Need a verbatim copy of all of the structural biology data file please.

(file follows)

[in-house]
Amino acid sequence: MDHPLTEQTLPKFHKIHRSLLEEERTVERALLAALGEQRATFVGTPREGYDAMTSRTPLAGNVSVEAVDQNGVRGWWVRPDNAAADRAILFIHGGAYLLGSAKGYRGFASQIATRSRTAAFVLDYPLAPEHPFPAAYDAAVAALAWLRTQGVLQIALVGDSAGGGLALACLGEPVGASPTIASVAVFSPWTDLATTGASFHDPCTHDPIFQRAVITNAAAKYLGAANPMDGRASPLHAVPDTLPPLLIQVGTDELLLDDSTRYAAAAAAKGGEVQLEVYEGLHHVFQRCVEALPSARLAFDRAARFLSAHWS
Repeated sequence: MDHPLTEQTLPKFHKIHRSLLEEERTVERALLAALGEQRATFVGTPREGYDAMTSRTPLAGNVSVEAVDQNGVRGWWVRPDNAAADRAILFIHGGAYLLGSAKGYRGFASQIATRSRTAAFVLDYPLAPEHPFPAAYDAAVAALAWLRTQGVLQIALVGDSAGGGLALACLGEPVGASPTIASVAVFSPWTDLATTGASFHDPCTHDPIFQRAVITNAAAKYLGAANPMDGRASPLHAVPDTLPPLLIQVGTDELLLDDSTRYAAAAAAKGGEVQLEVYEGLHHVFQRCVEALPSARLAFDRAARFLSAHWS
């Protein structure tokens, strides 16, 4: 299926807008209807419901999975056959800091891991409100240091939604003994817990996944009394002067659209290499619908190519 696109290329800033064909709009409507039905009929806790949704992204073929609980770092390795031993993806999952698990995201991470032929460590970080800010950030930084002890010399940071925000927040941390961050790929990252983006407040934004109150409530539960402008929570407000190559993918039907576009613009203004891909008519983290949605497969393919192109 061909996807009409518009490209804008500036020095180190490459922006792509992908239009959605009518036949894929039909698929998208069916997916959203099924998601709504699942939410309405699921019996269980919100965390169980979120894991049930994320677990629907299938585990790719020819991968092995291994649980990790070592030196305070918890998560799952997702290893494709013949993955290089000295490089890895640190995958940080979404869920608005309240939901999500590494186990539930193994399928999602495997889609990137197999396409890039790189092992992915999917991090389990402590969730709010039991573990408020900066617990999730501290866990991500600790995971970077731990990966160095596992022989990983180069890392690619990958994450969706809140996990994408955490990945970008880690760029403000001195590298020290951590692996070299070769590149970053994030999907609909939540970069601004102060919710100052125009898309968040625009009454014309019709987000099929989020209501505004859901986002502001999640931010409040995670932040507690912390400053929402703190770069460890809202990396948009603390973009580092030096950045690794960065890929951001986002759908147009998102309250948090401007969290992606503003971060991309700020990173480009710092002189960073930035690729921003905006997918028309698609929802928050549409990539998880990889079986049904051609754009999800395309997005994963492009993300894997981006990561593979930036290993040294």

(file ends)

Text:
[in-house]
Amino acid sequence: MDHPLTEQTLPKFHKIHRSLLEEERTVERALLAALGEQRATFVGTPREGYDAMTSRTPLAGNVSVEAVDQNGVRGWWVRPDNAAADRAILFIHGGAYLLGSAKGYRGFASQIATRSRTAAFVLDYPLAPEHPFPAAYDAAVAALAWLRTQGVLQIALVGDSAGGGLALACLGEPVGASPTIASVAVFSPWTDLATTGASFHDPCTHDPIFQRAVITNAAAKYLGAANPMDGRASPLHAVPDTLPPLLIQVGTDELLLDDSTRYAAAAAAKGGEVQLEVYEGLHHVFQRCVEALPSARLAFDRAARFLSAHWS
Repeated sequence: MDHPLTEQTLPKFHKIHRSLLEEERTVERALLAALGEQRATFVGTPREGYDAMTSRTPLAGNVSVEAVDQNGVRGWWVRPDNAAADRAILFIHGGAYLLGSAKGYRGFASQIATRSRTAAFVLDYPLAPEHPFPAAYDAAVAALAWLRTQGVLQIALVGDSAGGGLALACLGEPVGASPTIASVAVFSPWTDLATTGASFHDPCTHDPIFQRAVITNAAAKYLGAANPMDGRASPLHAVPDTLPPLLIQVGTDELLLDDSTRYAAAAAAKGGEVQLEVYEGLHHVFQRCVEALPSARLAFDRAARFLSAHWS
């Protein structure tokens, strides 16, 4: 299926807008209807419901999975056959800091891991409100240091939604003994817990996944009394002067659209290499619908190519 696109290329800033064909709009409507039905009929806790949704992204073929609980770092390795031993993806999952698990995201991470032929460590970080800010950030930084002890010399940071925000927040941390961050790929990252983006407040934004109150409530539960402008929570407000190559993918039907576009613009203004891909008519983290949605497969393919192109 061909996807009409518009490209804008500036020095180190490459922006792509992908239009959605009518036949894929039909698929998208069916997916959203099924998601709504699942939410309405699921019996269980919100965390169980979120894991049930994320677990629907299938585990790719020819991968092995291994649980990790070592030196305070918890998560799952997702290893494709013949993955290089000295490089890895640190995958940080979404869920608005309240939901999500590494186990539930193994399928999602495997889609990137197999396409890039790189092992992915999917991090389990402590969730709010039991573990408020900066617990999730501290866990991500600790995971970077731990990966160095596992022989990983180069890392690619990958994450969706809140996990994408955490990945970008880690760029403000001195590298020290951590692996070299070769590149970053994030999907609909939540970069601004102060919710100052125009898309968040625009009454014309019709987000099929989020209501505004859901986002502001999640931010409040995670932040507690912390400053929402703190770069460890809202990396948009603390973009580092030096950045690794960065890929951001986002759908147009998102309250948090401007969290992606503003971060991309700020990173480009710092002189960073930035690729921003905006997918028309698609929802928050549409990539998880990889079986049904051609754009999800395309997005994963492009993300894997981006990561593979930036290993040294």